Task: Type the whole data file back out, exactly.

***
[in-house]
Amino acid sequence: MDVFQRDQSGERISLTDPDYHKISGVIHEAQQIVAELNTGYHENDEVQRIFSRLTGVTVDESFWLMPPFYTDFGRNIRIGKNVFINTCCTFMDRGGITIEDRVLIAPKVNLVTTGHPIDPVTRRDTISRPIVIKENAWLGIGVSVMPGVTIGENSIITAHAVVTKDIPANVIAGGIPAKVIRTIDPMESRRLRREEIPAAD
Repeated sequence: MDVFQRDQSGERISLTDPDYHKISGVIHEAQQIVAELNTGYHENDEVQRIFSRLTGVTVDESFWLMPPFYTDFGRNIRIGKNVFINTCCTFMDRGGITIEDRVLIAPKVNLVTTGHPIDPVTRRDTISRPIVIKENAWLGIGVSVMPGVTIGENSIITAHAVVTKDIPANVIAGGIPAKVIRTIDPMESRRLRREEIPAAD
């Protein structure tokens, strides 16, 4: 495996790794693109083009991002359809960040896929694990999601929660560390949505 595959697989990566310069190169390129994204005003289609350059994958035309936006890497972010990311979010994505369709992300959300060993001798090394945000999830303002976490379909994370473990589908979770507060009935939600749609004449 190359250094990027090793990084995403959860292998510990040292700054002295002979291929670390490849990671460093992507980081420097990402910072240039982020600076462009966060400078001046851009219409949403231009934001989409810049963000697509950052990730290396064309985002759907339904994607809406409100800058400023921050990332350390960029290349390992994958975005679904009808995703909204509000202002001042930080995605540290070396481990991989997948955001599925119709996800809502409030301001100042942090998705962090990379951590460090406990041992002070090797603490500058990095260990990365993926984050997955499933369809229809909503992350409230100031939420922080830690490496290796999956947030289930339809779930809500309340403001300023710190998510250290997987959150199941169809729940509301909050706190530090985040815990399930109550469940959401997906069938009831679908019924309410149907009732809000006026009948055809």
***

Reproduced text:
[in-house]
Amino acid sequence: MDVFQRDQSGERISLTDPDYHKISGVIHEAQQIVAELNTGYHENDEVQRIFSRLTGVTVDESFWLMPPFYTDFGRNIRIGKNVFINTCCTFMDRGGITIEDRVLIAPKVNLVTTGHPIDPVTRRDTISRPIVIKENAWLGIGVSVMPGVTIGENSIITAHAVVTKDIPANVIAGGIPAKVIRTIDPMESRRLRREEIPAAD
Repeated sequence: MDVFQRDQSGERISLTDPDYHKISGVIHEAQQIVAELNTGYHENDEVQRIFSRLTGVTVDESFWLMPPFYTDFGRNIRIGKNVFINTCCTFMDRGGITIEDRVLIAPKVNLVTTGHPIDPVTRRDTISRPIVIKENAWLGIGVSVMPGVTIGENSIITAHAVVTKDIPANVIAGGIPAKVIRTIDPMESRRLRREEIPAAD
């Protein structure tokens, strides 16, 4: 495996790794693109083009991002359809960040896929694990999601929660560390949505 595959697989990566310069190169390129994204005003289609350059994958035309936006890497972010990311979010994505369709992300959300060993001798090394945000999830303002976490379909994370473990589908979770507060009935939600749609004449 190359250094990027090793990084995403959860292998510990040292700054002295002979291929670390490849990671460093992507980081420097990402910072240039982020600076462009966060400078001046851009219409949403231009934001989409810049963000697509950052990730290396064309985002759907339904994607809406409100800058400023921050990332350390960029290349390992994958975005679904009808995703909204509000202002001042930080995605540290070396481990991989997948955001599925119709996800809502409030301001100042942090998705962090990379951590460090406990041992002070090797603490500058990095260990990365993926984050997955499933369809229809909503992350409230100031939420922080830690490496290796999956947030289930339809779930809500309340403001300023710190998510250290997987959150199941169809729940509301909050706190530090985040815990399930109550469940959401997906069938009831679908019924309410149907009732809000006026009948055809």